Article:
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Exploring theological themes in the Book of Samuel

Columbia Biblical Studies: Thursday, May 1
Columbia Biblical Studies: Thursday, May 1
Petr Kratochvil

Today’s bible study is 1 Samuel 12:24: Only fear the Lord, and serve Him in truth with all your heart; for consider what great things He has done for you.

Today’s scripture reminds us of the importance of serving the Lord in truth. Samuel tells us how he did this, struggling to reverse the ungodly conditions of his day.

As the Book of Samuel begins, Israel was at a low point spiritually. The priesthood was corrupt, the Ark of the Covenant was not at the tabernacle, idolatry was practiced, and the judges were dishonest. Through the influence of Samuel, a Godly man, these conditions were reversed.

There are four predominant theological themes in I and 2 Samuel. The first is the Davidic covenant. The books are literally framed by two references to the ‘anointed’ king in the prayer of Hannah and the song of David. This is a reference to the Messiah, the King who will triumph over the nations who are opposed to God. According to the Lord’s promise, this Messiah will come through the line and lineage of David and will establish David’s throne forever. The events of David’s life recorded in Samuel foreshadow the actions of David’s greater Son.

A second theme is the sovereignty of God, clearly seen in these books. One example is the birth of Samuel in response to Hannah’s prayer. Also, in relation to David, it is particularly evident that nothing can frustrate God’s plan to have him rule over Israel.

Third, the work of the Holy Spirit is empowering people for a divinely appointed task is evident. The Spirit of the Lord came upon both Saul and David after their anointing as king. The power of the Holy Spirit brought forth prophecy and victory in battle.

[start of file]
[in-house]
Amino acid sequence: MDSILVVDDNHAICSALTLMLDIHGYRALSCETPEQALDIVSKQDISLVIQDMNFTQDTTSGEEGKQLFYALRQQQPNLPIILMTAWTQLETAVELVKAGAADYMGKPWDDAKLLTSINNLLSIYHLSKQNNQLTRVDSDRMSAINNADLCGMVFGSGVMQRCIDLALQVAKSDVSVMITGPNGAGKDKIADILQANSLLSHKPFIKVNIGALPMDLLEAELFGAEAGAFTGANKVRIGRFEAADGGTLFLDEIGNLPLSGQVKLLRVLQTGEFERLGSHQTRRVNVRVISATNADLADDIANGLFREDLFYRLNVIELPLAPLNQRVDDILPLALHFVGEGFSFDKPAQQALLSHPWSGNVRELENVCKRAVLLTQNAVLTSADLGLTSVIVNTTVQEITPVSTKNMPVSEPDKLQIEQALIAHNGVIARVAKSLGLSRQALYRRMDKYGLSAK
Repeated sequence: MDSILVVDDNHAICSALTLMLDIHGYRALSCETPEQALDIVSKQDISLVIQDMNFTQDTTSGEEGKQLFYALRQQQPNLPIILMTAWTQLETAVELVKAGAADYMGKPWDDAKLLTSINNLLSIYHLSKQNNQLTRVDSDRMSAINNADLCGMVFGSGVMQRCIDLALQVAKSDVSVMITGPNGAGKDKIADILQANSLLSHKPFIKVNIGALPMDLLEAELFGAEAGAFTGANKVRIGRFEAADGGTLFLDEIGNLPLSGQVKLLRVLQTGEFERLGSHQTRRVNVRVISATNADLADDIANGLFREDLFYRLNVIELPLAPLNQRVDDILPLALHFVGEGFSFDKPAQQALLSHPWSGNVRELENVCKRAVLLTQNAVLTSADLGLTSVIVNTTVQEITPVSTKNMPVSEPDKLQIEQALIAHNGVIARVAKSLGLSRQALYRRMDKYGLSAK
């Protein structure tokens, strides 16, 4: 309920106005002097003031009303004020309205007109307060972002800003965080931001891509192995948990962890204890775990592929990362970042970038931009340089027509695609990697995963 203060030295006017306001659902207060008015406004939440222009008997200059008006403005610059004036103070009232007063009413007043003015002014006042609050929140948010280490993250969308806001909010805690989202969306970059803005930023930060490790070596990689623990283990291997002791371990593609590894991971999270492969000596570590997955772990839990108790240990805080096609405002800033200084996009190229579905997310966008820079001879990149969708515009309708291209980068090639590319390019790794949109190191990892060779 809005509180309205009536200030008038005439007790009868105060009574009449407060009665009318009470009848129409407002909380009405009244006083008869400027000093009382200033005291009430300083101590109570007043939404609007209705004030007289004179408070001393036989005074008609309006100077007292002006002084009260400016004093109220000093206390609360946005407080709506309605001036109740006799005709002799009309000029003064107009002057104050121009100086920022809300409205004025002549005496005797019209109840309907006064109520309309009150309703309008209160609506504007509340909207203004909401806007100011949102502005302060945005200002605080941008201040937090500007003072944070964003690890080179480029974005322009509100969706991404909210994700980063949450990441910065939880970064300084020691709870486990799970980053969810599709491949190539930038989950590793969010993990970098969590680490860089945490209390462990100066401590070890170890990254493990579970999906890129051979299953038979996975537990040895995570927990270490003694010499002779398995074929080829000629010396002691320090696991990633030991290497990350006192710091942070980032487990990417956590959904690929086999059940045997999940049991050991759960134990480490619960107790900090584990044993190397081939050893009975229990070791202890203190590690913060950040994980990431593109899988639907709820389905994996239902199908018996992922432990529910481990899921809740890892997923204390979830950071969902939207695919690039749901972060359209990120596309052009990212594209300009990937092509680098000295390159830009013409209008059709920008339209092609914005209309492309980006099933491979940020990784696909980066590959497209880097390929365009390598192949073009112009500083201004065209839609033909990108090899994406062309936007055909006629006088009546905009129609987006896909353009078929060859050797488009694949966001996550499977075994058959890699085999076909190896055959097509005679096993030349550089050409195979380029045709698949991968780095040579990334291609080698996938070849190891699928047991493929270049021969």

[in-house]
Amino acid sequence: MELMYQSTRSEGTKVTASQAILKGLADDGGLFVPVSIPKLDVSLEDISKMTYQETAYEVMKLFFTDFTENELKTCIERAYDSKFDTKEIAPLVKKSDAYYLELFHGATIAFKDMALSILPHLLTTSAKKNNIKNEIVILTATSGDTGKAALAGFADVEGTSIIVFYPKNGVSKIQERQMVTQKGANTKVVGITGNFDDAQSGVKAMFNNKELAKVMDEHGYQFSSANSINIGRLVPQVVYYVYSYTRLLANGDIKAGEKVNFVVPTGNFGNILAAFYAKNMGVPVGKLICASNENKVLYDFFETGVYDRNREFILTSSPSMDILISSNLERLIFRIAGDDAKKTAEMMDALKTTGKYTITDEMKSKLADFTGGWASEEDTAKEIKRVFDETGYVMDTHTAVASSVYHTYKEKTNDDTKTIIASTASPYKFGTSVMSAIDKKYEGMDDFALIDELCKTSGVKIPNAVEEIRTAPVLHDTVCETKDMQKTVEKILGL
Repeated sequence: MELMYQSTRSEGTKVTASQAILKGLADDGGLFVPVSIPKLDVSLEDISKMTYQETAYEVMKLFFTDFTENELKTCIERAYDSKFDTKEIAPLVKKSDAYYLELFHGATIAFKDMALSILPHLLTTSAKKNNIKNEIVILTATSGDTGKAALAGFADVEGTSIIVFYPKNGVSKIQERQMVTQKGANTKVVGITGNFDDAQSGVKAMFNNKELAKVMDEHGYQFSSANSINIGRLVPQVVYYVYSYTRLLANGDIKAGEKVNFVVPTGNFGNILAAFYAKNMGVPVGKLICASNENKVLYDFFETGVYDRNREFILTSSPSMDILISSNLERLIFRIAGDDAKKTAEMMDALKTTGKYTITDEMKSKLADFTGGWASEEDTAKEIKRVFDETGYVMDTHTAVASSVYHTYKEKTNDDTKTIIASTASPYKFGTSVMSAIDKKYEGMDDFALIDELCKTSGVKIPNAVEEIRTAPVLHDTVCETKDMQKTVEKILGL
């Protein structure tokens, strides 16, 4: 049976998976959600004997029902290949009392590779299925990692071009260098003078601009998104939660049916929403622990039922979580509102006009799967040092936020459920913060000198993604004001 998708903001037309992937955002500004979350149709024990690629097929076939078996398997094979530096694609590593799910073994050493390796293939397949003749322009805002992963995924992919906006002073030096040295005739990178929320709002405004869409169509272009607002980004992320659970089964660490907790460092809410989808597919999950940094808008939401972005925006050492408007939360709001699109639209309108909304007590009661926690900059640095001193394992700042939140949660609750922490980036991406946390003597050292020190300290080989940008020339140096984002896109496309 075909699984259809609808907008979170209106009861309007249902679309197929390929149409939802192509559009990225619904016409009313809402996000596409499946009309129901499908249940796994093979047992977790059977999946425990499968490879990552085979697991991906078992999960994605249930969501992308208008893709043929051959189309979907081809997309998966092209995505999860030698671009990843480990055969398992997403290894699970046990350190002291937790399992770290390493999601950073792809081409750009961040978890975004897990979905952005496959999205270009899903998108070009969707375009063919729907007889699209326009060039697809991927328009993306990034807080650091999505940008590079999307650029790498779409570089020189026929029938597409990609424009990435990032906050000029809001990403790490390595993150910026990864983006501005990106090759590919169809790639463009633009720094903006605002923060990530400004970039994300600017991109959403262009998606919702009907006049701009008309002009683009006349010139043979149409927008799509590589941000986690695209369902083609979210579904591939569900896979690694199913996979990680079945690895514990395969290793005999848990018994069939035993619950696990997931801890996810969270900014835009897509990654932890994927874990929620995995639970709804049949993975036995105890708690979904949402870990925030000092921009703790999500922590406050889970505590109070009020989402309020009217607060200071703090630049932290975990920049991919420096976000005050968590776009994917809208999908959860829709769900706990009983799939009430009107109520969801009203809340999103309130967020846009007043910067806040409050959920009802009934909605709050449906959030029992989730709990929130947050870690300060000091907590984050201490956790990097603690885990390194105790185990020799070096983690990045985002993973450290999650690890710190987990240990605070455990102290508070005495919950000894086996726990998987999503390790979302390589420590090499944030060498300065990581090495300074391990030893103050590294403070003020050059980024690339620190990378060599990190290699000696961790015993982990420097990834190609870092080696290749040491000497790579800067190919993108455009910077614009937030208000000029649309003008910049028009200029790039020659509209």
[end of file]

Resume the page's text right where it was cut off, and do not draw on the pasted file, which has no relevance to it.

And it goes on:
Fourth, the Books of Samuel demonstrate the personal and national effects of sin. The sins of Eli and his sons resulted in their deaths. The lack of reverence for the Ark of the Covenant led to the death of a number of Israelites. Saul’s disobedience resulted in the Lord’s judgment and he was rejected as king over Israel. Although David was forgiven for his sin of adultery and murder after his confession, he still suffered the inevitable and devastating consequences of his sins.

As we can see, the Lord wants every Christian to serve him and to consider the great things that he has done for us. May we never forget the glory of the Lord and the power of his retribution. Lead us in the ways of the Spirit that we may fulfill our obligations as sons and daughters of God, now and forever.

Credits: The People’s New Testament Commentary by M. Eugene Boring and Fred B. Craddock and The MacArthur Bible Commentary by John MacArthur.

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